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Opinion

Japan should rethink its ineffective travel ban

Rules limiting foreign visitors no longer serve their intended purpose

| Japan
People cross a street in Shinjuku area on Aug. 5: the new delta variant is already well established here, and there is no chance of keeping it out.   © Getty Images

Benjamin Knopp is marketing chair for EO Tokyo Metropolitan and co-founder of Kurashu.jp.

An international investor I know bought a commercial building in Tokyo for some $16 million last year but has still not been allowed into Japan to manage the details surrounding the purchase.

Another woman I know invested in a Tokyo apartment but has been unable to enter the country to set up a bank account and take possession, costing her months of rental income. Anecdotes like this repeat themselves over and again.

Japan's travel ban, which prevents most international visitors from entering the country, is hurting both its reputation and its economy. This vigilant approach served Japan well in the early days of the pandemic, no doubt helping to save thousands of lives.

But with new evidence suggesting that travel bans set up to halt the spread of COVID-19 work only in a limited capacity, Japan should open its borders and allow business travel and limited tourism to resume.

It is understandable that when COVID-19 first appeared, when the world did not yet know what it was dealing with, strict travel bans were needed to slow down the spread of the virus. At that time, Japan's policymakers acted with insight and intelligence, basing restrictions on simulations completed by the world's fastest supercomputer, Fugaku.

This enabled Japan to have more freedoms than most other developed countries. Restaurants generally remained open, and so did movie theaters. Subways were deemed relatively safe with enough ventilation. Drinking alcohol in restaurants and bars was considered risky because by lowering inhibitions it increased the chance of people spreading the virus in confined spaces.

Rules were based on probabilities and science, giving people confidence and encouraging overwhelming compliance. The result was one of the least restrictive lockdowns of any country in the world, and one of the lowest infection rates.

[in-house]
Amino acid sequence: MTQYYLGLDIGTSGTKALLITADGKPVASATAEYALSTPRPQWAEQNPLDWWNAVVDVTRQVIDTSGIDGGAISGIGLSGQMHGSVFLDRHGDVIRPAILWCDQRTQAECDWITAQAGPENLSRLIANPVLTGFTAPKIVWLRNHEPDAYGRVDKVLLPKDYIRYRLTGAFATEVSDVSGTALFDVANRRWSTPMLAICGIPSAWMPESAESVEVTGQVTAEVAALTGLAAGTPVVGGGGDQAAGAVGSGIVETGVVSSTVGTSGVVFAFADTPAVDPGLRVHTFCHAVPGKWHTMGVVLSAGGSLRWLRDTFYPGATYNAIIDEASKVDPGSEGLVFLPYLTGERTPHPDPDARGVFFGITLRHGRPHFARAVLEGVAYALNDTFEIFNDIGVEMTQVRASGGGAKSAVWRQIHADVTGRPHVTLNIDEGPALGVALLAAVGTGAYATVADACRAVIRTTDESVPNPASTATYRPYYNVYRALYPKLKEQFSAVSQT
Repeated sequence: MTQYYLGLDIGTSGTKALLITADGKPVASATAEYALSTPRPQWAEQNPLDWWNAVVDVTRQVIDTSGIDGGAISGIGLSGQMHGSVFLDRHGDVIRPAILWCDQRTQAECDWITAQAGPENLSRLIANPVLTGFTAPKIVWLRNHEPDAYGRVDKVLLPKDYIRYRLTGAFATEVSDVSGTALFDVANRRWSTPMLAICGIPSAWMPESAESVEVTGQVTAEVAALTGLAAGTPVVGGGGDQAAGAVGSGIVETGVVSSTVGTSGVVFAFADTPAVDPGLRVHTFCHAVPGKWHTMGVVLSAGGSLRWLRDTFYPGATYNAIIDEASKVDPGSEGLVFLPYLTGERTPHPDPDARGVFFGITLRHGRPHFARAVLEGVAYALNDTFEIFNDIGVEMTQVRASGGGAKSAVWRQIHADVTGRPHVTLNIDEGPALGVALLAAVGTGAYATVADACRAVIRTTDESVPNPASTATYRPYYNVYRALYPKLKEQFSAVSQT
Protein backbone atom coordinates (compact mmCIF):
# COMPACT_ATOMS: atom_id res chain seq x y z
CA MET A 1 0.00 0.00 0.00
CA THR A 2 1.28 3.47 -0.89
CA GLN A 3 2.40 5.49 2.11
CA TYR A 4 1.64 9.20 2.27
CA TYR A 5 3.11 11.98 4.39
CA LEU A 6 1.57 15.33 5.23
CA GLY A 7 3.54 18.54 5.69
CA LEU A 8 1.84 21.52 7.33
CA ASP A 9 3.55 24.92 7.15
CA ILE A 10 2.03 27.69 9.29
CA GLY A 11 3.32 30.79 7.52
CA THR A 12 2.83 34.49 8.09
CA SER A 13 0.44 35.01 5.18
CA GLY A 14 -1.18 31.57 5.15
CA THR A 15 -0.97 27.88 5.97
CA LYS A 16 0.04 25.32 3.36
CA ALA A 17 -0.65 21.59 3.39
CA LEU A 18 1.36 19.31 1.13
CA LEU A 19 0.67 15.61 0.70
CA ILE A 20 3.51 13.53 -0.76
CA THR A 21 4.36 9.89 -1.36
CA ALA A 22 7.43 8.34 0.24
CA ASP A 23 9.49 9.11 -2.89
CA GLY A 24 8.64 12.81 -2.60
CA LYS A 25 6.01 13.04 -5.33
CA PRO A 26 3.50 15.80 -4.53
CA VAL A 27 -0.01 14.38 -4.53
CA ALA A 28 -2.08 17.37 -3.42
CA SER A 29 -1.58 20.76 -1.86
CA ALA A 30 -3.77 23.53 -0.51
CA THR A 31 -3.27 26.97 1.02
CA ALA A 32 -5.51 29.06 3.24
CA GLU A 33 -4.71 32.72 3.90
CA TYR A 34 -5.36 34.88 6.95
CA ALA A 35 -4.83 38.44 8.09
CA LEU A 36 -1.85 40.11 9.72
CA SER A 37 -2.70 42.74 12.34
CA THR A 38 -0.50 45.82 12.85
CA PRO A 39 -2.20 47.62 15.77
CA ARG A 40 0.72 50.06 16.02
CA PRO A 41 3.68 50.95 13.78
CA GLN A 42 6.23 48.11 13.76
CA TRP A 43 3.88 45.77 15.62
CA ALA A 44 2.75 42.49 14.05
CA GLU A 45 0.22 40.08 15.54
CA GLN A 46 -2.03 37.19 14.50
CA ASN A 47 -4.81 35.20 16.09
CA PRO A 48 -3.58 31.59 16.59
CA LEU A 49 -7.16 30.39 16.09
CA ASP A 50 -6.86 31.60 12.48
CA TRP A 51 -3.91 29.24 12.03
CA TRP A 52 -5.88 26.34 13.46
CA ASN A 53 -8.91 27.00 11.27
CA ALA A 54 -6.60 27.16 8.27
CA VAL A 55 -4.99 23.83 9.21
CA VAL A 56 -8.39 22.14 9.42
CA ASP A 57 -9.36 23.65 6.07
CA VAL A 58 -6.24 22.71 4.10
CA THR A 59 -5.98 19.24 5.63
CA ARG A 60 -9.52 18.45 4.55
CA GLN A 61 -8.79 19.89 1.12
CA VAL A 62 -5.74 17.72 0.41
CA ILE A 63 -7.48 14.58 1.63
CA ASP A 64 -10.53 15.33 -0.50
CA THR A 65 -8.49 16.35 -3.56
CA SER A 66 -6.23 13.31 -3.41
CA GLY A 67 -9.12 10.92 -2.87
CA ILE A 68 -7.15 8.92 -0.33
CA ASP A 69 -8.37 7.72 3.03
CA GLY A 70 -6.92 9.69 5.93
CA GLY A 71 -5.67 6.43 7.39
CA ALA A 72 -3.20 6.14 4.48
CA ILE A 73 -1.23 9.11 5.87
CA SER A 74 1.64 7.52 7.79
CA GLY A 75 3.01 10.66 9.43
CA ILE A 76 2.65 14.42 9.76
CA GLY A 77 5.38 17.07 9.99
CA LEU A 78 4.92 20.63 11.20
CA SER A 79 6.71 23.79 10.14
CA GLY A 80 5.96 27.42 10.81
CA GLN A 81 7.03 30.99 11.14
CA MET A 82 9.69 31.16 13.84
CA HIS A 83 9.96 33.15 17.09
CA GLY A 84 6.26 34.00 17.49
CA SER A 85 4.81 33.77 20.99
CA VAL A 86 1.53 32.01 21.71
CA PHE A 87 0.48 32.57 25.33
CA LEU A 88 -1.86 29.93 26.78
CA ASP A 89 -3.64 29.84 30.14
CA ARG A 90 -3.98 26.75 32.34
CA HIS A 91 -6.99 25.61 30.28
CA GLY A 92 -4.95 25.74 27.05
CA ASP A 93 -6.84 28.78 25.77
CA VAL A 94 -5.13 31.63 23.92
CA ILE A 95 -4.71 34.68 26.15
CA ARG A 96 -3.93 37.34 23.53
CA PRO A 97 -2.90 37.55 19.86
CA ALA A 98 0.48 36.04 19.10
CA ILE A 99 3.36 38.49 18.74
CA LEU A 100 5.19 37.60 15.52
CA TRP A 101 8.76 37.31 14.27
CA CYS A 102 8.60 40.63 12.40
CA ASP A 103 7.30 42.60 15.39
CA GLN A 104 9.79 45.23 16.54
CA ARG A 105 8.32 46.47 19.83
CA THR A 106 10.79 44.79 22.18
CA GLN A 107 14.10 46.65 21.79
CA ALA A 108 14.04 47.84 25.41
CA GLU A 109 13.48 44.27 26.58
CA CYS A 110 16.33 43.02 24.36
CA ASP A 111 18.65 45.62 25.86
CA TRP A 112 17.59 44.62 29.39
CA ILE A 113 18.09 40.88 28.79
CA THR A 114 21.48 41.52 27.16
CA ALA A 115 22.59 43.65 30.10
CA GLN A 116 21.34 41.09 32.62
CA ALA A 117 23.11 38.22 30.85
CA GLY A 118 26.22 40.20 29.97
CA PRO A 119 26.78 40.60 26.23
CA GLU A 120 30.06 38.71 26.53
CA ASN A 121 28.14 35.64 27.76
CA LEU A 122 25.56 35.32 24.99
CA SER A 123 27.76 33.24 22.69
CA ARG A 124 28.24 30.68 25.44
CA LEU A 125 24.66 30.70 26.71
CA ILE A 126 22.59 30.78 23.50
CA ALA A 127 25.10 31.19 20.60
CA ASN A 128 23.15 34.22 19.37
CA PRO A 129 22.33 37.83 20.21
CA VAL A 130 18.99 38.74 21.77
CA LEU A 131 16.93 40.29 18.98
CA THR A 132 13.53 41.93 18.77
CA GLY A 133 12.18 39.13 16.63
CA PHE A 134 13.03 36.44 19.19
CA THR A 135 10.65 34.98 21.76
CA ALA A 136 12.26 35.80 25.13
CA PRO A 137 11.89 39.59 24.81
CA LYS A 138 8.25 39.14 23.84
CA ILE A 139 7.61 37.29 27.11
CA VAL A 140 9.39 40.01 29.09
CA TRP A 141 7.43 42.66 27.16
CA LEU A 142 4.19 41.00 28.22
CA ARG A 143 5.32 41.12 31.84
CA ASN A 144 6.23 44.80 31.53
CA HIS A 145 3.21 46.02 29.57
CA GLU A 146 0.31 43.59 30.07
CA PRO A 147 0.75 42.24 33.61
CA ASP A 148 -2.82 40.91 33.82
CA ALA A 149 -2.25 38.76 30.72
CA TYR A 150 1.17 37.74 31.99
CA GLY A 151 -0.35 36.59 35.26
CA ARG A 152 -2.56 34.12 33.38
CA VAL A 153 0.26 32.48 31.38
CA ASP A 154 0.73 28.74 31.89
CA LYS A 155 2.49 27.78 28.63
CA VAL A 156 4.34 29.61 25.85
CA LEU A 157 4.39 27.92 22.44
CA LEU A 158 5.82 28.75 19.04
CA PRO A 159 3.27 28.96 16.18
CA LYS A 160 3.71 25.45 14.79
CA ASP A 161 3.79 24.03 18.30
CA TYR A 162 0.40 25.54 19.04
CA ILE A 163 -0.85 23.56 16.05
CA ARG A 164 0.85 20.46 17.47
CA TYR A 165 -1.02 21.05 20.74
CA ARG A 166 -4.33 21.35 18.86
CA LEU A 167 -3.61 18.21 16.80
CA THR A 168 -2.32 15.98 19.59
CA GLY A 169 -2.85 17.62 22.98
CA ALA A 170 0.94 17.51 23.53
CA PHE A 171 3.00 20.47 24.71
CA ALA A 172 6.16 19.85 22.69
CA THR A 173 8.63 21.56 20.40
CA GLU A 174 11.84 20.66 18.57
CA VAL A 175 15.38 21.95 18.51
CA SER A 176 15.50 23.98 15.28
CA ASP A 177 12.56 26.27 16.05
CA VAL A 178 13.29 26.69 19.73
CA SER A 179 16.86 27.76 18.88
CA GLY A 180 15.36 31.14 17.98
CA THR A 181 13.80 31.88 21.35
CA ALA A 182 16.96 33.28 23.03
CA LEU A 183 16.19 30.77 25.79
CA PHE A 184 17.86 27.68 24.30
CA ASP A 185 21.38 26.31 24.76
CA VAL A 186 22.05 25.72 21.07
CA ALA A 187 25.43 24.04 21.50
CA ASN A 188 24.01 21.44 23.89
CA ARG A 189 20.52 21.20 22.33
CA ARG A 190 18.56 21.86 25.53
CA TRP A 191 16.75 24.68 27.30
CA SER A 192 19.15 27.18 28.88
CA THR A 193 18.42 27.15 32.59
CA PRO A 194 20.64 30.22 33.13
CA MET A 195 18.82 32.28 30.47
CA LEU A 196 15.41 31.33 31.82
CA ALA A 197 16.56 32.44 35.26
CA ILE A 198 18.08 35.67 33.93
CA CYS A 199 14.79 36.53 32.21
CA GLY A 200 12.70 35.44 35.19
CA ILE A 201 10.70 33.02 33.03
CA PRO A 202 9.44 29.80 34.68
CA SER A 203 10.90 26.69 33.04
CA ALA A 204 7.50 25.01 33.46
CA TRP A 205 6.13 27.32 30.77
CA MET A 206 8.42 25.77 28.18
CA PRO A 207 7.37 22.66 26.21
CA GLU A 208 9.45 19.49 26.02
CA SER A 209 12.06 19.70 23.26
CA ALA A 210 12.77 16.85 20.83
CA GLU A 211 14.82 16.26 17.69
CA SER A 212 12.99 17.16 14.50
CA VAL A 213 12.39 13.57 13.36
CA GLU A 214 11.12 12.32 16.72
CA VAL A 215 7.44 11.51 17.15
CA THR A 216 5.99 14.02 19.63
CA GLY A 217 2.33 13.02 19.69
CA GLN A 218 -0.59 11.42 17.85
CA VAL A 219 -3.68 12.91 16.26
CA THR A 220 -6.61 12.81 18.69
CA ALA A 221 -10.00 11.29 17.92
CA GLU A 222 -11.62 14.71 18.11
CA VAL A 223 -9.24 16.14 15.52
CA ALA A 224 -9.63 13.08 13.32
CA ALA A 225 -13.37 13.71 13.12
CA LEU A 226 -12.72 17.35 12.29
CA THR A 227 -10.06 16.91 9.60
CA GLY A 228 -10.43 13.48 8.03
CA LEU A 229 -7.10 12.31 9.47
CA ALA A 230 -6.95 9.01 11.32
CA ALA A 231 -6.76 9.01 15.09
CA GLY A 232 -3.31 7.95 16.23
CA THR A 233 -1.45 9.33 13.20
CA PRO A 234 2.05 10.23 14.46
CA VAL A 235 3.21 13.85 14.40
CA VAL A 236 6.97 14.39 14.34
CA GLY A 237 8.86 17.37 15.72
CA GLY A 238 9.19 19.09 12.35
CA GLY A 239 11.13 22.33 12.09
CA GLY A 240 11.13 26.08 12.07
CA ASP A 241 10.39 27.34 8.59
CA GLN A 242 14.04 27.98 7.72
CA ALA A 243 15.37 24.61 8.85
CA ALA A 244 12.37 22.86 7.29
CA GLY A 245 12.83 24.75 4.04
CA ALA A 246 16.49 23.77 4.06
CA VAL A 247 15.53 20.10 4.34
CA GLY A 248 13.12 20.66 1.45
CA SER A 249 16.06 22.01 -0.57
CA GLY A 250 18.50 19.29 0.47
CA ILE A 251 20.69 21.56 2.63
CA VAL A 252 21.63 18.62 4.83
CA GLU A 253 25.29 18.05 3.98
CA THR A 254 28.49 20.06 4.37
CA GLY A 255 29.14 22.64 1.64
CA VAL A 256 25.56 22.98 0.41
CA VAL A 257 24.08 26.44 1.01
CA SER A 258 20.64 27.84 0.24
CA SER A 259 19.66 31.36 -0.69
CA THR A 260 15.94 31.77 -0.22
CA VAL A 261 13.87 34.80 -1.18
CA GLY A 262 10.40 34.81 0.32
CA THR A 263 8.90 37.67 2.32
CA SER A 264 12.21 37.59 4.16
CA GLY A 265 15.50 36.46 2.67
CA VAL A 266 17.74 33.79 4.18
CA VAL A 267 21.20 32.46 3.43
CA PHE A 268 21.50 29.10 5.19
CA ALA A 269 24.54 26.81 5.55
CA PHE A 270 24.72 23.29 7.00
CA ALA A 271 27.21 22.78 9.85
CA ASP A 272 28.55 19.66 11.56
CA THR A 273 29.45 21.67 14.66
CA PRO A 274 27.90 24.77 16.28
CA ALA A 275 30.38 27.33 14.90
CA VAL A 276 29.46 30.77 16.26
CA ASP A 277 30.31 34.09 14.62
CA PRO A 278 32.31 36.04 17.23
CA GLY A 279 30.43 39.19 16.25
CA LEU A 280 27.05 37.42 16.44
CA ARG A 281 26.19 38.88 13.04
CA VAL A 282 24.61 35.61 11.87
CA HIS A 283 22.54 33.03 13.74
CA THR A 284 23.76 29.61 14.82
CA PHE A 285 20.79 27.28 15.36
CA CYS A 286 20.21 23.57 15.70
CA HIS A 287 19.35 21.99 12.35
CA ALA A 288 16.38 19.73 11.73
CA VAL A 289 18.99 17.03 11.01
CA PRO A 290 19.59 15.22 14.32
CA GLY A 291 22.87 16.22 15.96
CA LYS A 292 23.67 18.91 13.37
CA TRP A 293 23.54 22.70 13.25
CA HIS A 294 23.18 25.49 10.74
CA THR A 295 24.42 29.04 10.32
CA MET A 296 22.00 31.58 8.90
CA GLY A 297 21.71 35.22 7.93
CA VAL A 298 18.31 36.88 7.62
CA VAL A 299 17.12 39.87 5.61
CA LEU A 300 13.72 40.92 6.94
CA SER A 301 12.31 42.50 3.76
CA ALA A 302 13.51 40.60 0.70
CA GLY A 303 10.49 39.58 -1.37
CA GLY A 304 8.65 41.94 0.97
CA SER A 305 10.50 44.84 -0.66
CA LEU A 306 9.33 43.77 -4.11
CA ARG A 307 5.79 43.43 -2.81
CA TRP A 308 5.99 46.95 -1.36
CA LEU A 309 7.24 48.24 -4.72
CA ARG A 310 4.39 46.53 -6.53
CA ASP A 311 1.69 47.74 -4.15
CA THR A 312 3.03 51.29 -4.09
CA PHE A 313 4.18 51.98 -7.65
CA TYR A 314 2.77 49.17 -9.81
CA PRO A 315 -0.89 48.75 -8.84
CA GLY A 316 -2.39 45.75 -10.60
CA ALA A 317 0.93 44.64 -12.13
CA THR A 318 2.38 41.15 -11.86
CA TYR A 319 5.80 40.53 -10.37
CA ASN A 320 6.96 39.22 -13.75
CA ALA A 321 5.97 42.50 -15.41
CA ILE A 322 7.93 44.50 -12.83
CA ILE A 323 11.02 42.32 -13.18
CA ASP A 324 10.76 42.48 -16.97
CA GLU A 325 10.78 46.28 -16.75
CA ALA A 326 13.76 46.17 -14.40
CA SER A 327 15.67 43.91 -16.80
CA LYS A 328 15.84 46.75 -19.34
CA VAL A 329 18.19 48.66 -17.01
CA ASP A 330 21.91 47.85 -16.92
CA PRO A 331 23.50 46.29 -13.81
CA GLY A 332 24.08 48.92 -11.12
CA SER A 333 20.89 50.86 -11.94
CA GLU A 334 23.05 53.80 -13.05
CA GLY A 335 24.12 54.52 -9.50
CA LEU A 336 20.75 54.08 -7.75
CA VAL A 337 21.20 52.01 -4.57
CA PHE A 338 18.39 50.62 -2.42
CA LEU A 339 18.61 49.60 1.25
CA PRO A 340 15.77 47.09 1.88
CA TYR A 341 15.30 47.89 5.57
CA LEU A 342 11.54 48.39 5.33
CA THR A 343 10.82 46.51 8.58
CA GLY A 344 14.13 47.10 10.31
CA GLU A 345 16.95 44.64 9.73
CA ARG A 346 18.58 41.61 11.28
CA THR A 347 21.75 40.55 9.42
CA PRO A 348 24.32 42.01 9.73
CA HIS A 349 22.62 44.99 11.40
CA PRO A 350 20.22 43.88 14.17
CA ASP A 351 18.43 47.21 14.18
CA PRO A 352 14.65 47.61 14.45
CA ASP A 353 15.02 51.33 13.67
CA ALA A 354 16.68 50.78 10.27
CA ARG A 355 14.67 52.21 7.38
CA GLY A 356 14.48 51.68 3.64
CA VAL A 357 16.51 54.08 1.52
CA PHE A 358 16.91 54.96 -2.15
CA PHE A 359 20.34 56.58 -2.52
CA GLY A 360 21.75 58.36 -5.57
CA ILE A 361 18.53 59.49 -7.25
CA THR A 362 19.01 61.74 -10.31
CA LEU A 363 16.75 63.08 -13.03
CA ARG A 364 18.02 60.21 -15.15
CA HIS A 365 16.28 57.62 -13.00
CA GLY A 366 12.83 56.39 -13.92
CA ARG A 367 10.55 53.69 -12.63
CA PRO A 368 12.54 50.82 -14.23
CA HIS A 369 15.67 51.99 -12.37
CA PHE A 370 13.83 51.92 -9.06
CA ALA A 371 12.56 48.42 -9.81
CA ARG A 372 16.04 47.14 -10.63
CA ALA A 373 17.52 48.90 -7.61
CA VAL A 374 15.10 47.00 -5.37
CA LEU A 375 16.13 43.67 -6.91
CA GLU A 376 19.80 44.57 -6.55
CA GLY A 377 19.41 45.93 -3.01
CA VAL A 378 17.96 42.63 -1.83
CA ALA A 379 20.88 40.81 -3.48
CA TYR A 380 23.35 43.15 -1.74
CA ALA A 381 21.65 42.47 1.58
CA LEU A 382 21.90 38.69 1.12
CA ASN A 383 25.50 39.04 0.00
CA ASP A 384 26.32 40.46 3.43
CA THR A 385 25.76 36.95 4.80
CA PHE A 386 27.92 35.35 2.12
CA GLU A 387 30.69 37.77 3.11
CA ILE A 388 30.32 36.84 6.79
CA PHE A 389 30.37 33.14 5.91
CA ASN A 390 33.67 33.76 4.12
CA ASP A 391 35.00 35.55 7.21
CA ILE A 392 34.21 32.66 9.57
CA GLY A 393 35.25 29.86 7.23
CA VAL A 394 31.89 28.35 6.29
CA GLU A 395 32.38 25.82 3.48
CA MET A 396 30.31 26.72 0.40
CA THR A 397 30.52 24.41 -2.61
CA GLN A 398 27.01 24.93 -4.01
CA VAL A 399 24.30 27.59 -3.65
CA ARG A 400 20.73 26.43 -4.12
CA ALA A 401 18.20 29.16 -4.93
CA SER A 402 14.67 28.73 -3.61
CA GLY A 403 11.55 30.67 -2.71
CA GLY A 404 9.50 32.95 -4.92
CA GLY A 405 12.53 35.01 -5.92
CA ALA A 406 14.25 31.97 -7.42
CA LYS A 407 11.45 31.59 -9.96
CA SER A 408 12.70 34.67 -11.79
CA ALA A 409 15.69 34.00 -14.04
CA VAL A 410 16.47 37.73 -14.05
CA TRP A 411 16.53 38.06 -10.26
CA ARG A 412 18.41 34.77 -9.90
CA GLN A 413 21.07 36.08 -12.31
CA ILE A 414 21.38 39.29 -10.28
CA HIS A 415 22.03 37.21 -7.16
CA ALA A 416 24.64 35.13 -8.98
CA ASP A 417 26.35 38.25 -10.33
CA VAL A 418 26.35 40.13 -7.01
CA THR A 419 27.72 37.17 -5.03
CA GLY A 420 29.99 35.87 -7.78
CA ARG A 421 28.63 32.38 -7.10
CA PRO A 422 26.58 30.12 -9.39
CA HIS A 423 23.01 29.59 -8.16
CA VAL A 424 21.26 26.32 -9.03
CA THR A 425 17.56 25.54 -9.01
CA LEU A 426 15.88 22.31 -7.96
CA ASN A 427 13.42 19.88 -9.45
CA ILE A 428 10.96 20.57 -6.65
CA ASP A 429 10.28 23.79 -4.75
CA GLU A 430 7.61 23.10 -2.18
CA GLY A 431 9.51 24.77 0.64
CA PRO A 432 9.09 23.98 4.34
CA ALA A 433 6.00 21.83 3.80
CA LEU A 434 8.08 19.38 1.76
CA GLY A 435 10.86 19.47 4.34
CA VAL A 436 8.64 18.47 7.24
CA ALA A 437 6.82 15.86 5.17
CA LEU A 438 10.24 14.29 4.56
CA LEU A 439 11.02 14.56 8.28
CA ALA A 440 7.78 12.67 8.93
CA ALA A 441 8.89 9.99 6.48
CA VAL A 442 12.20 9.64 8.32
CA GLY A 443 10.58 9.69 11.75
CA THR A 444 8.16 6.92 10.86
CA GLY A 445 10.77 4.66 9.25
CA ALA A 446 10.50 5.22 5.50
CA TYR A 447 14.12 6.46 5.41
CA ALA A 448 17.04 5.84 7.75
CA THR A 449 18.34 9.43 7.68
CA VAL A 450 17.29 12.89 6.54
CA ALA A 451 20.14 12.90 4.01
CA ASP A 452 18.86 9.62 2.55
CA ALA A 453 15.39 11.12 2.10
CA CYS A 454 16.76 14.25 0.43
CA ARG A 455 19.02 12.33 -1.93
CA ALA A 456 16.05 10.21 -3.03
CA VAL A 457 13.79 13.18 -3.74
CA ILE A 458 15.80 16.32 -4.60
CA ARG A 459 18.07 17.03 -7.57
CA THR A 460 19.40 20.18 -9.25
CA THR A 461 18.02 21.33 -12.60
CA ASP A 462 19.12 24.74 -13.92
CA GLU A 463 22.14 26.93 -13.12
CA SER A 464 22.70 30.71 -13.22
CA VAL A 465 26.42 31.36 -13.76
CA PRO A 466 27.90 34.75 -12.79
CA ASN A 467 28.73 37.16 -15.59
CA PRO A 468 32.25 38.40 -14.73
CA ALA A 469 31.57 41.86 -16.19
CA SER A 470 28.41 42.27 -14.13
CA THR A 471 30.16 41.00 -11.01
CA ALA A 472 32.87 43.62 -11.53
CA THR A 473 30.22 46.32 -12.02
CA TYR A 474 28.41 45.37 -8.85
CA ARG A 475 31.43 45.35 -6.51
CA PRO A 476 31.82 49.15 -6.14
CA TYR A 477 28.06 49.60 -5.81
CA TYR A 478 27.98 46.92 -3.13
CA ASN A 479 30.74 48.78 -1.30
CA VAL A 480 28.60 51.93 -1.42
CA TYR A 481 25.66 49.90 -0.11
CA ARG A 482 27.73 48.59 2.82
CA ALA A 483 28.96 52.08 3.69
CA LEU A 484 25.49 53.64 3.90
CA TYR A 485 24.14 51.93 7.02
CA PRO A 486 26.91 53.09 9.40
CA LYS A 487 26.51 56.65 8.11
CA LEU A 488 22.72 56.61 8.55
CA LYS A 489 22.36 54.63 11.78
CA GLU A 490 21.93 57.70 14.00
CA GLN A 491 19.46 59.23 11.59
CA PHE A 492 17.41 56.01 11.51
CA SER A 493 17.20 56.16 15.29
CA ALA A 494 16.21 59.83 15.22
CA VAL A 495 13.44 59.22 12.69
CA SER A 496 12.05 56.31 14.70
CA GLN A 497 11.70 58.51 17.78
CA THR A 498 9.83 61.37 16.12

But the situation has changed. Not only do we have a much better understanding of the disease, but treatments have improved tremendously, and the proportion of adults who have received two vaccine doses is nearing 50% and rising sharply to around 1 million doses a day. Furthermore, the new delta variant is already well established here, and there is no chance of keeping it out. But instead of making sound decisions based on science, the rules now seem to be based more on political expediency.

Before the Olympics, for example, Fugaku estimated that the infection risk at the Tokyo Olympic Stadium would be low, even full of spectators. But, famously, the stands were kept empty, even as baseball stadiums and amusement parks continued to welcome people.

When infections among children increased, regional governments promptly extended summer vacation for schools, but not for kindergartens.

Other factors, like whether a person has been vaccinated or has recovered from COVID, are also not being factored into decisions surrounding whether a person should be allowed to enter Japan, or whether a Japanese resident or citizen returning from overseas should have to spend two weeks in quarantine. Yet travel within Japan is completely unrestricted.

With more and more studies showing that travel bans do little to slow the spread of a virus, and do almost nothing once a new variant has been established, as the delta variant is, it has become increasingly apparent that rules like Japan's are -- as The Economist stated in an article "Most covid-19 travel restrictions should be scrapped" published on Aug. 14 -- "ineffective, illiberal and often useless."

Worse, the rules have a real negative impact, both on the economy and the well-being of people connected to Japan. The initial ban on long-term residents returning home has left a bad taste in many foreigners' mouths, and the ban on tourism and business travel is sapping morale.

The arrival lobby at Narita International Airport, pictured on July 15: the ban on tourism and business travel is sapping morale.   © AP

The ban is also hindering Japan from getting on with dealing with urgent national issues, such as its aging society, its acute labor shortage, the goal to increase Tokyo's heft as an Asian financial hub by taking in companies that are considering leaving Hong Kong.

Through my involvement with Entrepreneurs' Organization whose members employ some 700,000 people in Asia, I have talked to many entrepreneurs with a Japan focus, and the overwhelming view is that many investors who were previously looking at Japan have either put their plans on hold or pulled them altogether.

This stance also appears to have the support of the Japan Business Federation, which Monday called for normalizing the country's economic activity now that vaccinations have made steady progress.

Travel corridors with countries that accept Japan's vaccine passports need to go both ways, and rules need to be communicated clearly and in plain English so that social media forums such as the Return to Japan Support Group, which has over 25,000 members, can help spread the word to the world outside.

Finally, if the borders need to be closed down again, then new restrictions must be targeted toward specific goals, and not just imposed indefinitely.

With the negative impact on Japan's economy and its reputation growing daily, it is time for Japan to gradually start easing travel restrictions and allow business travel and tourism to resume.

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